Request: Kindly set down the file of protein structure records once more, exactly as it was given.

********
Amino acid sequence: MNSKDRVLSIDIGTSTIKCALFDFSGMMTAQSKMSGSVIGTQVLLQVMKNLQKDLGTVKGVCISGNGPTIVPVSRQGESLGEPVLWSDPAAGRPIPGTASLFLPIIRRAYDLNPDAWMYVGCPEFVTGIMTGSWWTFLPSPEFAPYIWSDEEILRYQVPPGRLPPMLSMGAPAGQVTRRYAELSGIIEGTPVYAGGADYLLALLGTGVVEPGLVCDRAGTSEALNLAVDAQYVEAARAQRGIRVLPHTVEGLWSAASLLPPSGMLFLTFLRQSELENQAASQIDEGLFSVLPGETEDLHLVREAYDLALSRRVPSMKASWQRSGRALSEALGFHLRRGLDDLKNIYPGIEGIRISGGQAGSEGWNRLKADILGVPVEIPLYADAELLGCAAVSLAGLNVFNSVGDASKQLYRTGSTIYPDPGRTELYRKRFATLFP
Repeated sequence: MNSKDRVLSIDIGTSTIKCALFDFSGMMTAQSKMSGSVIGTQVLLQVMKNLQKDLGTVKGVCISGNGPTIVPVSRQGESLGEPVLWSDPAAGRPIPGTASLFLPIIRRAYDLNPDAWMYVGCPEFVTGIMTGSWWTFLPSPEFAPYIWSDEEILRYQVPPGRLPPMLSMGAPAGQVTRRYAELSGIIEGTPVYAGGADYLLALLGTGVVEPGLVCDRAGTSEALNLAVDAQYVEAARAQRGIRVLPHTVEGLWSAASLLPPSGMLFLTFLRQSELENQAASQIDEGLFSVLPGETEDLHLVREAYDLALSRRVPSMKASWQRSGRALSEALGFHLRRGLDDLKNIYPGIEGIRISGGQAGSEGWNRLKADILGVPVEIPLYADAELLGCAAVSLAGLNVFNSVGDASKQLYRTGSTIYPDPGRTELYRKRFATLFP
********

Amino acid sequence: MNSKDRVLSIDIGTSTIKCALFDFSGMMTAQSKMSGSVIGTQVLLQVMKNLQKDLGTVKGVCISGNGPTIVPVSRQGESLGEPVLWSDPAAGRPIPGTASLFLPIIRRAYDLNPDAWMYVGCPEFVTGIMTGSWWTFLPSPEFAPYIWSDEEILRYQVPPGRLPPMLSMGAPAGQVTRRYAELSGIIEGTPVYAGGADYLLALLGTGVVEPGLVCDRAGTSEALNLAVDAQYVEAARAQRGIRVLPHTVEGLWSAASLLPPSGMLFLTFLRQSELENQAASQIDEGLFSVLPGETEDLHLVREAYDLALSRRVPSMKASWQRSGRALSEALGFHLRRGLDDLKNIYPGIEGIRISGGQAGSEGWNRLKADILGVPVEIPLYADAELLGCAAVSLAGLNVFNSVGDASKQLYRTGSTIYPDPGRTELYRKRFATLFP
Repeated sequence: MNSKDRVLSIDIGTSTIKCALFDFSGMMTAQSKMSGSVIGTQVLLQVMKNLQKDLGTVKGVCISGNGPTIVPVSRQGESLGEPVLWSDPAAGRPIPGTASLFLPIIRRAYDLNPDAWMYVGCPEFVTGIMTGSWWTFLPSPEFAPYIWSDEEILRYQVPPGRLPPMLSMGAPAGQVTRRYAELSGIIEGTPVYAGGADYLLALLGTGVVEPGLVCDRAGTSEALNLAVDAQYVEAARAQRGIRVLPHTVEGLWSAASLLPPSGMLFLTFLRQSELENQAASQIDEGLFSVLPGETEDLHLVREAYDLALSRRVPSMKASWQRSGRALSEALGFHLRRGLDDLKNIYPGIEGIRISGGQAGSEGWNRLKADILGVPVEIPLYADAELLGCAAVSLAGLNVFNSVGDASKQLYRTGSTIYPDPGRTELYRKRFATLFP